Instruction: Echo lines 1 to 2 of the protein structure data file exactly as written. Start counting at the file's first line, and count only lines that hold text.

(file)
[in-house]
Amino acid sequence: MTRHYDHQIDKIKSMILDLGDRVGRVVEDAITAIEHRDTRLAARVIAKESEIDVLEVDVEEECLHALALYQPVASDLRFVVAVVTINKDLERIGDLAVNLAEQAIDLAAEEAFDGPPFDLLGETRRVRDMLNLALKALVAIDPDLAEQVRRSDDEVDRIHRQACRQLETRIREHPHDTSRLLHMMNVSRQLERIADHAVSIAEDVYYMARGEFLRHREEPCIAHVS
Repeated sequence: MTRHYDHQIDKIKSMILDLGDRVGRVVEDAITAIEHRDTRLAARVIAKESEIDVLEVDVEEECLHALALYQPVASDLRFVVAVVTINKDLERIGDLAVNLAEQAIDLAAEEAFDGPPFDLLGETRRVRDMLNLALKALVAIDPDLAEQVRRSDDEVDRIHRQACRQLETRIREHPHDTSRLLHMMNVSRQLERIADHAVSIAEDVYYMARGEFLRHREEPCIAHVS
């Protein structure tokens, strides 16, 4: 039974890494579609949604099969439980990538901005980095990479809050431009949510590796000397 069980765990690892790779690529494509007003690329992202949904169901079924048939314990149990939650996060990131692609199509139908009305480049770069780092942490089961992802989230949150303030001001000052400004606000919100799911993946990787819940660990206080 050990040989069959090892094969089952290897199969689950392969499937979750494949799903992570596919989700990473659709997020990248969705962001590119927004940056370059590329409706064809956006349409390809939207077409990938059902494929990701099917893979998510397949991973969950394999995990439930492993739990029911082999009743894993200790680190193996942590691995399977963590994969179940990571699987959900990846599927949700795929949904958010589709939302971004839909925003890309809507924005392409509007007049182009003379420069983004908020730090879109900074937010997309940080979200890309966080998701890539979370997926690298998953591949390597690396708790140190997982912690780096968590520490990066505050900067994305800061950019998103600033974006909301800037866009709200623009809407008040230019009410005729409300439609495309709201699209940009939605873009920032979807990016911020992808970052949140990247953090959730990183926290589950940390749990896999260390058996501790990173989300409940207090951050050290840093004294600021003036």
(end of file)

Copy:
[in-house]
Amino acid sequence: MTRHYDHQIDKIKSMILDLGDRVGRVVEDAITAIEHRDTRLAARVIAKESEIDVLEVDVEEECLHALALYQPVASDLRFVVAVVTINKDLERIGDLAVNLAEQAIDLAAEEAFDGPPFDLLGETRRVRDMLNLALKALVAIDPDLAEQVRRSDDEVDRIHRQACRQLETRIREHPHDTSRLLHMMNVSRQLERIADHAVSIAEDVYYMARGEFLRHREEPCIAHVS